Factual learning needs imply more realism in games

  • Experiential learning imply an engaging design
  • Compressing time, varying mission attributes, and focused tasks increase fun
Collecting data for AARs

Game data fields are easily captured that support training and education feedback

Raw data

  • Number of attempts before correct action
  • Number of misses
  • Time to accomplish tasks

Game state data

  • To replay / replicate key actions to facilitate AARs

Synthetic data

  • Downstream effects of performance
  • Dynamic content delivery based on player data and preferences
  • Human virtual dynamics based on analysis of gameplay actions or inactions (fatigue, stress, skill degradation)

America's Army is a plaform for communication, by virtue of its design

America's Army (public application)

  • Engaging virtual schoolhouse
  • Focuses on the soldier as a member of a team rather than teams composed of soldiers
  • Designed to render high-fidelity, first-person environments and interactions within a multiplayer team setting

Not just a game

  • Localization
  • Console games
  • Wireless games
  • License program
  • Training
  • Mission rehearsal
  • RDT&E and prototyping
  • Education
  • Middleware and database

America's Army platform

  • Technologies (AAR, SOAR AI, DIS/HLA, DVHT)
  • America's Army content library (over 15,000 catalogued assets)
  • America's Army custom code base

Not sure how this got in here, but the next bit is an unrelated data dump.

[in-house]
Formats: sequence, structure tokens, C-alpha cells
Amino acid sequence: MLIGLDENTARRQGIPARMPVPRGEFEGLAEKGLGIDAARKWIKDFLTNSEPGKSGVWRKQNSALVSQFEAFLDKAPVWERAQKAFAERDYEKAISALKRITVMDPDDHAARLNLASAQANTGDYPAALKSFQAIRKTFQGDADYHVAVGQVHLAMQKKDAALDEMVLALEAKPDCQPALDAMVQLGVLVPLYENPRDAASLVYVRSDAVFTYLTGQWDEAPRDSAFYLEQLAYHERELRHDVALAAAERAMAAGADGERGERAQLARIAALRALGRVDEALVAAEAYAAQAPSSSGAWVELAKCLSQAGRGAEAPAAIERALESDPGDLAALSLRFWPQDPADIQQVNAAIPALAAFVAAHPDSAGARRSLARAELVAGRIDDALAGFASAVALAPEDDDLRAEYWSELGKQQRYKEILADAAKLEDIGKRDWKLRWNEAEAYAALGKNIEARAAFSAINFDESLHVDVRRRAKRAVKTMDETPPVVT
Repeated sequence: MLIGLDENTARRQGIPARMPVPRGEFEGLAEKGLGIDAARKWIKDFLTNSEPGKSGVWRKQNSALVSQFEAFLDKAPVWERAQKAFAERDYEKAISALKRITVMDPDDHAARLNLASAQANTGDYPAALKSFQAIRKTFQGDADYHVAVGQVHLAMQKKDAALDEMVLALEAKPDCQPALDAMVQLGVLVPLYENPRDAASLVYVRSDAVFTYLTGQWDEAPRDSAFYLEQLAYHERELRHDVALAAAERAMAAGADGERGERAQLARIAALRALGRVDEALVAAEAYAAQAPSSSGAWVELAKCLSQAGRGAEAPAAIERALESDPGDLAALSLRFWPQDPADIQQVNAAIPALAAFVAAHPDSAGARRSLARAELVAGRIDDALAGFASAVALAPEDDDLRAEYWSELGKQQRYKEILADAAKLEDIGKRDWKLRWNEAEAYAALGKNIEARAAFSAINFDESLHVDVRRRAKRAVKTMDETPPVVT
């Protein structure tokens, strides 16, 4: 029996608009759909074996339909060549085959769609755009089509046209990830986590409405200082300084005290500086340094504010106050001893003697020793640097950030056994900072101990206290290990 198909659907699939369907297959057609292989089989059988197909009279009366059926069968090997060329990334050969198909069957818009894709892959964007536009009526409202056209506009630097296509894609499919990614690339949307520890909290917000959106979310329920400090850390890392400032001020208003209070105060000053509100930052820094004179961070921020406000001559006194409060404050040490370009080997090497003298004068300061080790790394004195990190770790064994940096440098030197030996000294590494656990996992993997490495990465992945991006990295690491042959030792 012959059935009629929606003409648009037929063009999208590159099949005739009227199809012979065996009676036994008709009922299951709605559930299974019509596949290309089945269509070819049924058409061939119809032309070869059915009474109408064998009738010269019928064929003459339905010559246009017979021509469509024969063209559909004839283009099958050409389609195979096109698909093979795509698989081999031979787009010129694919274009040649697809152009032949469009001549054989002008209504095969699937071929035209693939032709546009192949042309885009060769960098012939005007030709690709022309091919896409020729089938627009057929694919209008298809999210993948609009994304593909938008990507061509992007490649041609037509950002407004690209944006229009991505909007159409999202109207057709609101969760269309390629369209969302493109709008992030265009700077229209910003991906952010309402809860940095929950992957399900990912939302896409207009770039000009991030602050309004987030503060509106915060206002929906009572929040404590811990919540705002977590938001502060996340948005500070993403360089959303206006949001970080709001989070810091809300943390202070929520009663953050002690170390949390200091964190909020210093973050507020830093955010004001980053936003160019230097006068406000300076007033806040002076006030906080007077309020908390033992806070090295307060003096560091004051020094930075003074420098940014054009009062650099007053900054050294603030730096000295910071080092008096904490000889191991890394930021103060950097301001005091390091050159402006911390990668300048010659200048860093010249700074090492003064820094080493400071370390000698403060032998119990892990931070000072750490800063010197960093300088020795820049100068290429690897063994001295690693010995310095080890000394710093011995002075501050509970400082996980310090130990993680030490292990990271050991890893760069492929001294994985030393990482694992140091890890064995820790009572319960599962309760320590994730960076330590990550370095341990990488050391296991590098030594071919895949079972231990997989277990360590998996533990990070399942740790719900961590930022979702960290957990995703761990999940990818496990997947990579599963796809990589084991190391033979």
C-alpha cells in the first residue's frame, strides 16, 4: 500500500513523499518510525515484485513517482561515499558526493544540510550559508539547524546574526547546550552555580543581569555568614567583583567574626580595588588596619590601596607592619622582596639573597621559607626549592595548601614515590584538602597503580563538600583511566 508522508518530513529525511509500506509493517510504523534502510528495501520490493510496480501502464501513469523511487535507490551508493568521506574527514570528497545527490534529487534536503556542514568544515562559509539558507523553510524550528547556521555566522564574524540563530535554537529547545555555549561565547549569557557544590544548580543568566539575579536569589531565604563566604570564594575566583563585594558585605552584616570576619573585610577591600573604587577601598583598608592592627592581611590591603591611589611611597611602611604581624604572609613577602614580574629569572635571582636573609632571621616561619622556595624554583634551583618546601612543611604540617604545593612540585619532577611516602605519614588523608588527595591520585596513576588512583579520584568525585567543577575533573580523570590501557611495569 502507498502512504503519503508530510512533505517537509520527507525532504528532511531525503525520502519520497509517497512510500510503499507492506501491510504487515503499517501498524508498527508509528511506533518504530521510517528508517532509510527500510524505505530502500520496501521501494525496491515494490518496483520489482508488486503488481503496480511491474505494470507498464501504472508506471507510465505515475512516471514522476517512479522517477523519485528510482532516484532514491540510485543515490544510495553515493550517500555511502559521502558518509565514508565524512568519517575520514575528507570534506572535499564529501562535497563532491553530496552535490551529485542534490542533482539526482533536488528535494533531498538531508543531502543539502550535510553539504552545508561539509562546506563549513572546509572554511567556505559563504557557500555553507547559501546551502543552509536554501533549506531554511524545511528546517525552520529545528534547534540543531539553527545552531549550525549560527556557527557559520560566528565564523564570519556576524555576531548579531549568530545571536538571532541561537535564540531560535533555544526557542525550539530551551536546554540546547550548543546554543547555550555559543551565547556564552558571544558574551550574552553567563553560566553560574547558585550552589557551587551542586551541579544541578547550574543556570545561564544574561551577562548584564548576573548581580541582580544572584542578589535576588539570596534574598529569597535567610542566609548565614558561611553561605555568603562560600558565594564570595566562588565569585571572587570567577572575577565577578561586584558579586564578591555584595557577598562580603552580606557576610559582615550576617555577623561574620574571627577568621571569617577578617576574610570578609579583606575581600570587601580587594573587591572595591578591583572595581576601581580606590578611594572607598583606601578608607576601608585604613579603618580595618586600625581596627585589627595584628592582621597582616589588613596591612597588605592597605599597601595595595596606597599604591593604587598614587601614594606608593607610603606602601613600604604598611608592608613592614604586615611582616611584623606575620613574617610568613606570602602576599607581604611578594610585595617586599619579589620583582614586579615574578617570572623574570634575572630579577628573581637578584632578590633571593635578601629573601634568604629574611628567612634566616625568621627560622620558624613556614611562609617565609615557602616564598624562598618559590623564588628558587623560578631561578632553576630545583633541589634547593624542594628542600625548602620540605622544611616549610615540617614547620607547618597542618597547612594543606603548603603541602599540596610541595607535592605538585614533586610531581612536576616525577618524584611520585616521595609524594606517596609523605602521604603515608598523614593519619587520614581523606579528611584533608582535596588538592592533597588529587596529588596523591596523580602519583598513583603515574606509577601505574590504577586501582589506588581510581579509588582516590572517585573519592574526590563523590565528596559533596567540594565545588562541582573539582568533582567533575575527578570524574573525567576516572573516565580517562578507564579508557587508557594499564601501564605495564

• Unreal SDK 2.5/3.0
  • Data transfer layer (client-server architecture, STS (Statistics Tracking System))

Speaking at the Serious Games Summit

I'm at the Serious Games Summit in Arlington, VA today and tomorrow. I'll be speaking on a panel later this morning titled, Assessment for Interactive Training Applications:

The realm of Serious Games is currently challenged by the need to establish metrics which show the efficacy of interactive technology as a viable learning medium.

Most games based learning solutions capture state data, flag met or unmet performance criteria and "dump" this data at the end of an experiential learning session. More sophisticated solutions provide a robust After Action Reviews (AARs) that include the capture of time-stamped voice and video packets and chart the captured data graphically. Other solutions provide the means for spectators to provide instructor and peer feedback in real-time. During this panel the participants will explore common assessment requirements across several disciplines.

This panel will explore how assessment is being used in games based learning solutions for:

    New York City Firefighters (HAZMAT-HOTZONE)
  • Engineering and Science undergraduates
  • Medical School Students (surgical team coordination)
  • Cross Cultural Communications (America's Army)
Intended Audience and Prerequisites

Educators, scientists, researchers, instructional designers and game developers will benefit from this frank and open discussion of assessment methodologies being employed in several state-of-the art experiential learning games across several disciplines. Prerequisite knowledge is not necessary for understanding the content of this session.

What is the idea takeaway from this presentation?

Attendees will learn:

  • What types of state data are usually captured during the conduct of games based learning scenarios
  • What constitues an After Action Review (AAR) for learning games
  • How students are tracked and performance is base-lined in Learning Management Systems
  • What needs have been uncovered by currently fielded applications
  • Where we are headed from here
This is my first year at the summit, and so far, there's a great deal of energy here.

October 16, 2005

Has It Really Been Three Weeks?

Yeah, it has. I guess when I drop out of blogging for a while, I really drop out. And I don't even have a good excuse like Joi's "I've been playing lots of World of Warcraft".